A Beginners Guide To Dressmaking Patterns

Are you intimidated by dressmaking patterns?

Confused by the envelope? Not sure what the symbols mean?

We’ve got you covered!

Grab a cuppa, read on & let us demystify it!

How To Read A Sewing Pattern

To the uninitiated, a first glance at a sewing pattern can be daunting. Have a read through our top tips & feel more confident having a go!

Check the back of the envelope

The back of the pattern envelope should be your first port of call.

It contains lots of essential information you will need to make your garment.

You’ll find fabric suggestions that will suit the pattern style, the amount of fabric you will need & all the required notions such as zips & buttons.

Inside the pattern envelope

Inside you’ll find various sheets of paper – these will you be your pattern pieces, your sewing instructions & also the pattern layout information to help you cut out your pattern pieces correctly.

Tips On Choosing Fabric

Choose a fabric that is mentioned in the “suggested fabrics” section on the outside of the pattern envelope.

If your chosen fabric has a pattern “direction” make sure you place your pattern pieces the correct way up or your fabric motif will appear upside down on your garment!

A Tip For Stripes – Make sure the stripes run the way you want them to in your finished garment when laying out your pattern pieces.

Motif Sizes – Ensure your fabric has appropriately sized motifs for your garment. For example, a child’s dress might look strange in a large statement floral fabric.

ALWAYS Pre-wash Your Fabric – Some fabrics will shrink. It is better to launder your fabrics first to save tears later! Wash your fabric how you intend to wash the finished garment.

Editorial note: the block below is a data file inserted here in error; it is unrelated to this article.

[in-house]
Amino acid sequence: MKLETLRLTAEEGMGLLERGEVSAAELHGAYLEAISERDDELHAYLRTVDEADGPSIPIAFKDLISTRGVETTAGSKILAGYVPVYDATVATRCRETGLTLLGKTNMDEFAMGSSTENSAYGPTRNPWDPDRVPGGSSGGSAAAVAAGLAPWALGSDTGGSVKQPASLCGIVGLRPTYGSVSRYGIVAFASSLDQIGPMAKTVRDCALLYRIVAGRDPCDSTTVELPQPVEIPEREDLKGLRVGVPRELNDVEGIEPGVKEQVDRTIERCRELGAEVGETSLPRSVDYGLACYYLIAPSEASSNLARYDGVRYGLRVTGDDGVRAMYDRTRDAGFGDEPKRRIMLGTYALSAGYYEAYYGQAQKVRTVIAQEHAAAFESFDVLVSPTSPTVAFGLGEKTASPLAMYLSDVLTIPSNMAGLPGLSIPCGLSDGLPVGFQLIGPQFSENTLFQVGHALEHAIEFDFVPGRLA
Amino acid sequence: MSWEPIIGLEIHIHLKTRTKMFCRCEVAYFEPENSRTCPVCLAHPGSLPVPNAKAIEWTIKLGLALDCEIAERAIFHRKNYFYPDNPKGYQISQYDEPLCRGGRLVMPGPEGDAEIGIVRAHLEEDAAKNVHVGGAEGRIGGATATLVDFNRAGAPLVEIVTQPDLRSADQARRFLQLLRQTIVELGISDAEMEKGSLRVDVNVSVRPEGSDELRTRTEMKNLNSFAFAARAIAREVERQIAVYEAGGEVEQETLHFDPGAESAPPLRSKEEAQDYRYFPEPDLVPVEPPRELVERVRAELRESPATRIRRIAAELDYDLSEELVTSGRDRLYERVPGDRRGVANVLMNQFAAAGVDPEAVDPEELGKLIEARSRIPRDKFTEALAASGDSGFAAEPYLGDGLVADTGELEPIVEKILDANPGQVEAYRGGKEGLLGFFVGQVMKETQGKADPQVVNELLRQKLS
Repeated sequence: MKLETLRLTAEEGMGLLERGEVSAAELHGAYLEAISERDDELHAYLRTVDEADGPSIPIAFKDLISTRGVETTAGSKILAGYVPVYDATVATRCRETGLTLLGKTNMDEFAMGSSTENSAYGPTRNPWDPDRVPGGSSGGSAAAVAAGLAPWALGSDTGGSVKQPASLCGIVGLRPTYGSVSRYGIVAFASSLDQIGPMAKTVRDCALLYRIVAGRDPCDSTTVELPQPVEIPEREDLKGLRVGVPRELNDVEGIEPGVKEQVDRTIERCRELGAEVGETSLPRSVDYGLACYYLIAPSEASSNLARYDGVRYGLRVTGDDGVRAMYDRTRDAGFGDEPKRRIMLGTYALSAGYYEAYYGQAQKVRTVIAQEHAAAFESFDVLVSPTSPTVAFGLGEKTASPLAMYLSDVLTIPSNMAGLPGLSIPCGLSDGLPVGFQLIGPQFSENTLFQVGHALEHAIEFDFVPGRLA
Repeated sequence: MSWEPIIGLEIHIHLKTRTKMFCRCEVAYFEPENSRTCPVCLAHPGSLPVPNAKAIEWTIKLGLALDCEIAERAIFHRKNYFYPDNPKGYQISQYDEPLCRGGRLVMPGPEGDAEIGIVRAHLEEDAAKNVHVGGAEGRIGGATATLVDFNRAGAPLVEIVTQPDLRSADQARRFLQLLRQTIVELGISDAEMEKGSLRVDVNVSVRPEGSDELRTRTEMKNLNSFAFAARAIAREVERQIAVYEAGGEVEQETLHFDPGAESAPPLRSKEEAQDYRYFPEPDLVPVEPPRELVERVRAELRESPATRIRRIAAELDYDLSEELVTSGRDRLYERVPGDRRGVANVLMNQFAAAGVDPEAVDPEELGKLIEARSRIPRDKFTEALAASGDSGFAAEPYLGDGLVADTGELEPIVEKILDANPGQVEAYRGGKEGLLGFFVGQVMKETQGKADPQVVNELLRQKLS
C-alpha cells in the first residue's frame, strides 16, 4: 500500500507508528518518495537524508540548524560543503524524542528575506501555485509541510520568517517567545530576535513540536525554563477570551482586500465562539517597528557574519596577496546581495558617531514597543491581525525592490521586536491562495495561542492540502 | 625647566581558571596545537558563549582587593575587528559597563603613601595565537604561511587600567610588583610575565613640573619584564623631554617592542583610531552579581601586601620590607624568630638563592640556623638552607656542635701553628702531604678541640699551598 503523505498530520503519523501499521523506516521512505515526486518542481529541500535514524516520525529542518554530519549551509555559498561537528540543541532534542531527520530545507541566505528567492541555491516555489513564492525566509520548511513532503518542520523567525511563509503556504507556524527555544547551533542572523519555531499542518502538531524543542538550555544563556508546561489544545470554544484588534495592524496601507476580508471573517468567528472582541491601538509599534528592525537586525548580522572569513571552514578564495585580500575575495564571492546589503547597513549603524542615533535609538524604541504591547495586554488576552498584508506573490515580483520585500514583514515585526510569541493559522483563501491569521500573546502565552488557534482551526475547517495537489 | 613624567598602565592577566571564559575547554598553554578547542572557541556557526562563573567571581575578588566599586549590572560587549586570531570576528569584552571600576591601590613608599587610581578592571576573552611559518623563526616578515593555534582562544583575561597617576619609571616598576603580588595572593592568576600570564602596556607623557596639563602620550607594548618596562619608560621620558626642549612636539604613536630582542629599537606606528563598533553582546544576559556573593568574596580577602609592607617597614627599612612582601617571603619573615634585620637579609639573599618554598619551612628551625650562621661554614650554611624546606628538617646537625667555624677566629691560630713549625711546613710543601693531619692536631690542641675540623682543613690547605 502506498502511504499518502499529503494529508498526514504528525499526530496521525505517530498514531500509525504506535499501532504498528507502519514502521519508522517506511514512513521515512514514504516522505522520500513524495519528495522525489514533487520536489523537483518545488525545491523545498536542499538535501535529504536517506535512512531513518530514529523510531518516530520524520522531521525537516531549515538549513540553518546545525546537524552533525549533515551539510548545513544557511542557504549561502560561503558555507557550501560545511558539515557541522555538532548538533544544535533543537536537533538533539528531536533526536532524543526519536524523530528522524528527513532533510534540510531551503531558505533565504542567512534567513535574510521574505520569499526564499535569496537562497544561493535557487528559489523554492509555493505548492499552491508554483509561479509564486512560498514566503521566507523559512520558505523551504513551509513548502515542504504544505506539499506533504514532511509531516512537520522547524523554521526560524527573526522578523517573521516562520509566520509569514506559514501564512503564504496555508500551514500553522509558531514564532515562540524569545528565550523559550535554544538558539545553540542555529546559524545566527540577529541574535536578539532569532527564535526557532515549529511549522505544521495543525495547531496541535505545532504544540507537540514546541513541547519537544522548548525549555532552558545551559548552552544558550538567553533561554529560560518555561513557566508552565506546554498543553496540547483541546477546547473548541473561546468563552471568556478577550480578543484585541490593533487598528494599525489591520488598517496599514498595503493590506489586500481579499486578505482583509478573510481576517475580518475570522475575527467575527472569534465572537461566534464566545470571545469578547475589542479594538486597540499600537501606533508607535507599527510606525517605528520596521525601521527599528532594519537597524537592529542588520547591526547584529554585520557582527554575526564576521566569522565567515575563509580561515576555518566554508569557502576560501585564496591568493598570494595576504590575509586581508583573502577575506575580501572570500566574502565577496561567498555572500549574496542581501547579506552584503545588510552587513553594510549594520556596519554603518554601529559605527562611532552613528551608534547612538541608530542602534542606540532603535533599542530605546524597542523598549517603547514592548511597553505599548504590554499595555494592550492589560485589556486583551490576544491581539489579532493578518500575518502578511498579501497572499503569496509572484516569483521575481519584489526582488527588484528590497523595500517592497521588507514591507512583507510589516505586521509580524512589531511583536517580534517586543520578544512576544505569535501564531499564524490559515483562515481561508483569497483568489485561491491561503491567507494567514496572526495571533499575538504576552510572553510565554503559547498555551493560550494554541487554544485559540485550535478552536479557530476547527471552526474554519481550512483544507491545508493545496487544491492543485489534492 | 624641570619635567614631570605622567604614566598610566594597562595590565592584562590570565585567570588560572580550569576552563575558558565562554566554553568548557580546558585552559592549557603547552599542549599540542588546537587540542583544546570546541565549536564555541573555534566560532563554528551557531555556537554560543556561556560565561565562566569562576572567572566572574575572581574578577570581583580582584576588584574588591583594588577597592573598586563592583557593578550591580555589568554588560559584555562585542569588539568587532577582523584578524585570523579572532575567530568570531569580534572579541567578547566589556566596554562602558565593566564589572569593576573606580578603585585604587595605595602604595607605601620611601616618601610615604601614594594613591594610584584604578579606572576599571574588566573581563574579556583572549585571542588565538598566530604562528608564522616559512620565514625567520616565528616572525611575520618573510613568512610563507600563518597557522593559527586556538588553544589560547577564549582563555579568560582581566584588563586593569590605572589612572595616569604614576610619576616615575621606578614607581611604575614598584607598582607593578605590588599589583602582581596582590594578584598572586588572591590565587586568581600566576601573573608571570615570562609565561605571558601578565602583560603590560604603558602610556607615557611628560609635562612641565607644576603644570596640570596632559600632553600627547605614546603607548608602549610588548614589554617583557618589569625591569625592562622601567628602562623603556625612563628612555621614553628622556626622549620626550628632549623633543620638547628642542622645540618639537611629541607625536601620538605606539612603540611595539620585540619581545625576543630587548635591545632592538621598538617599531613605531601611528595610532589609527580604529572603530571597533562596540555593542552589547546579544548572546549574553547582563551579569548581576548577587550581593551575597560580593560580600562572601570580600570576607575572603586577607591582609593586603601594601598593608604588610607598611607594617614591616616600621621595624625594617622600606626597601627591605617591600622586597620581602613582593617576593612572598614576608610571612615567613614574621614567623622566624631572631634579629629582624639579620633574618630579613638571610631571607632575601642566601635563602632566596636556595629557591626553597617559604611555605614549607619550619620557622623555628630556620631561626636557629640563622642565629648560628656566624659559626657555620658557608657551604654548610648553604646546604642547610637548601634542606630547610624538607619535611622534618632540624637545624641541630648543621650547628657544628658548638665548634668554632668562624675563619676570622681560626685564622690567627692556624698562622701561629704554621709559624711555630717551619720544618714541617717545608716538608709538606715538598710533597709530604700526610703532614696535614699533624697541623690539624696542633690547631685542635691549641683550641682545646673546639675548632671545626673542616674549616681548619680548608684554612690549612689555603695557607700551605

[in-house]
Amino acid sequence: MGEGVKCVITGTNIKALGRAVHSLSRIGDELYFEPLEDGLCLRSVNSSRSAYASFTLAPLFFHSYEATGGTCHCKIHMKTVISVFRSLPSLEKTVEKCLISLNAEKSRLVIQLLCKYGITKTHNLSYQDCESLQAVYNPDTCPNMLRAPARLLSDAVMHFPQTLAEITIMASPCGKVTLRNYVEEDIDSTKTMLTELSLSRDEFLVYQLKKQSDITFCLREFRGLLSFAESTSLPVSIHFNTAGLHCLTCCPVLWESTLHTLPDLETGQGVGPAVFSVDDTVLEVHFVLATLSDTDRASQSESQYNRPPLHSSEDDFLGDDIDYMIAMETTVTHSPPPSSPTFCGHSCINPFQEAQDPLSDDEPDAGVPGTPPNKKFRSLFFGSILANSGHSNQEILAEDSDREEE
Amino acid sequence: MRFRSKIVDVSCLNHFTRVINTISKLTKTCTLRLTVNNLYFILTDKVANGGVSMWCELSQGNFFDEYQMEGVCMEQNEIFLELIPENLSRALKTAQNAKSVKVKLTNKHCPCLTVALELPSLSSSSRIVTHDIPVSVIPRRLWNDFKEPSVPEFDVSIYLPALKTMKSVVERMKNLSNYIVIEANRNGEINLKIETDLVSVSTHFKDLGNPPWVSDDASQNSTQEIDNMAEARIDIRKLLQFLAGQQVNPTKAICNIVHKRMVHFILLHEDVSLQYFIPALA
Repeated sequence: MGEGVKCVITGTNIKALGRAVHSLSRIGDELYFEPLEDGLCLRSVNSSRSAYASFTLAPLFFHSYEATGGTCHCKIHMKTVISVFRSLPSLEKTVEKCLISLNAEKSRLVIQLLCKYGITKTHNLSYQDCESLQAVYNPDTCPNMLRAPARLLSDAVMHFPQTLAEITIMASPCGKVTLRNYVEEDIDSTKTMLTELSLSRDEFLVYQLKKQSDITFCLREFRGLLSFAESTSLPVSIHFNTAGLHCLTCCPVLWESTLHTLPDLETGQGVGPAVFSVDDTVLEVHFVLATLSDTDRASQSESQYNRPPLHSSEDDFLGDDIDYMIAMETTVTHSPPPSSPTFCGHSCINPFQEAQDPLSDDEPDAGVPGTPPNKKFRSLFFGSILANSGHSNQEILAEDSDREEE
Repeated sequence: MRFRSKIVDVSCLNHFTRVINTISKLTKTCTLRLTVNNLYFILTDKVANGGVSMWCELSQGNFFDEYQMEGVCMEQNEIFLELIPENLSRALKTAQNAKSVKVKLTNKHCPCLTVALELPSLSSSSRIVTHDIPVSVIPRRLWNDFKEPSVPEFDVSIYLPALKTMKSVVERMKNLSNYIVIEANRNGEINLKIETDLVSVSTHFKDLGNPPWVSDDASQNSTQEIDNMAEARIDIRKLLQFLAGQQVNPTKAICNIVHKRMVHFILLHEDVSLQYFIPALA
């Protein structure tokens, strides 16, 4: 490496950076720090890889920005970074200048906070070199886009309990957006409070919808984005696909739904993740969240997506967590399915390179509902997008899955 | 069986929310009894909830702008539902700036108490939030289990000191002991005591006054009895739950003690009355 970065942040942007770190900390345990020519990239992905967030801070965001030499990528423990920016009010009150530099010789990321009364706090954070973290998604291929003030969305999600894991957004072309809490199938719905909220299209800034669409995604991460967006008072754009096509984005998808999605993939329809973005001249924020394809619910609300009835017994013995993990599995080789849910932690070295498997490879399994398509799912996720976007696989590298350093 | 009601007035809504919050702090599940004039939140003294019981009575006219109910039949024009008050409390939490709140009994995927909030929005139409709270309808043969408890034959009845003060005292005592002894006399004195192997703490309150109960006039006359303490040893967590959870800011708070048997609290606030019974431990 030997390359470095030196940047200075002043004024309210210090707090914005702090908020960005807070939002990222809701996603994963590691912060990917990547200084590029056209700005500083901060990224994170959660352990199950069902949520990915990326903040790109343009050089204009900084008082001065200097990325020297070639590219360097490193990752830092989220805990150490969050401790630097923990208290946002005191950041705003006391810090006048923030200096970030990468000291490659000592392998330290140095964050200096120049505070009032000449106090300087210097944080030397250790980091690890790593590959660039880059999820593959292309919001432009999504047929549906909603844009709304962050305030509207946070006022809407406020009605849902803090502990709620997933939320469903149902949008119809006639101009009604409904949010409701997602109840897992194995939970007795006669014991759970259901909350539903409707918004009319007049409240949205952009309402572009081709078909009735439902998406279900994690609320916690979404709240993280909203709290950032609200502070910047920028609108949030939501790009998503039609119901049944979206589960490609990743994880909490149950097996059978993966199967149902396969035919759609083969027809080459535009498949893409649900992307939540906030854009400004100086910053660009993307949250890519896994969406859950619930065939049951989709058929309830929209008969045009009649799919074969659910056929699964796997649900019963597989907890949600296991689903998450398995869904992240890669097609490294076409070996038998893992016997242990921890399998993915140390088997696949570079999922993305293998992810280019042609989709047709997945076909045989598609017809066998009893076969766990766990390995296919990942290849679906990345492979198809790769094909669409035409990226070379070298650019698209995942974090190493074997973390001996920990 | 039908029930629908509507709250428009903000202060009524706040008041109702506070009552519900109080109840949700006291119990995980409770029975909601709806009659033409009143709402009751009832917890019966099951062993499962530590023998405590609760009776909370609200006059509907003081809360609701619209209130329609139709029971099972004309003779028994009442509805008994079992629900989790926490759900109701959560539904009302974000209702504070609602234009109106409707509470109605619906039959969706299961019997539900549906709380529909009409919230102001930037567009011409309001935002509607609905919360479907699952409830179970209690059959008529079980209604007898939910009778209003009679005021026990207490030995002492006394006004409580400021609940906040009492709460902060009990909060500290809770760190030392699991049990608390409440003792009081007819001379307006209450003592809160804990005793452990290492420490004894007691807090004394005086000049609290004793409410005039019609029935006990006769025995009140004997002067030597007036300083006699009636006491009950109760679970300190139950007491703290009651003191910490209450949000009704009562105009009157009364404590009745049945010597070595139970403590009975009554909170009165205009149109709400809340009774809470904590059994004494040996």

Understand Sewing Pattern Symbols

Understanding Sewing Pattern Symbols

Understanding Sewing Pattern Symbols

Pattern Piece Layout

Your pattern will have a diagram similar to this which is showing you how to lay out your pattern pieces on your fabric.

Following this diagram will usually be the most economical layout when cutting your fabric.

There will usually be two layout guides – one for 44″ wide fabric & another for 60″ wide fabric.

Follow the appropriate layout for your chosen fabric’s width. There may also be a layout guide for your interfacing pieces.

Looking more closely at the diagram above you will see that pattern piece (2) needs to be cut twice as it appears twice on the cutting diagram. Once the pattern piece is cut with the right side facing up, the second time it is cut with the pattern piece facing down.

Can you see where this pattern piece is shaded by the dots? This indicates the pattern piece should be laid face down on your fabric. The unshaded pieces indicates your pattern piece is face up.

Pattern piece (1) is placed on the fabric fold – we will end up with 1 pattern piece double the size of the paper pattern piece.

Pattern piece (4) indicates only one thickness of fabric – can you see how the selvedges aren’t aligned? Again – pattern piece (4) is cut twice – once with the pattern piece is right side up and then once with the pattern piece right side down – remember the dots?


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We hope you found this guide useful! Let us know how you get along in the comments below.

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10 thoughts on “A Beginners Guide To Dressmaking Patterns”

  1. It was very helpful, but my pattern has 4 sizes I want to make the smallest it is a child’s pattern and think I would like to make it when the child gets older so how do I cut without cutting the bigger sizes off. Thanks.

  2. This is a super guide, patterns can be a little intimidating at times (even for accomplished sewing folk).

    I often sew with vintage patterns and these can have very little in the way of standard markings, often they have a few lines, punched holes or on occasions nothing at all. It’s worth noting that some multisize patterns have pieces printed for each size – especially if the lines would be printed close together, like on baby clothes or children’s wear. Craft patterns may also have markings for eyelets, strap attachments or embellishments, e.g. applique.

    Where a pattern calls for interfacing (as a stiffener) I often cut out a bigger piece of the the main fabric than the pattern calls for and iron on the interfacing before cutting the shape out, paying attention to where the fabric pattern is placed (like on a collar, pocket flap or waistband). This means that the piece is cut to exactly the right size, some fabrics and interfacings can be difficult to match if they slip or stretch while you iron them.

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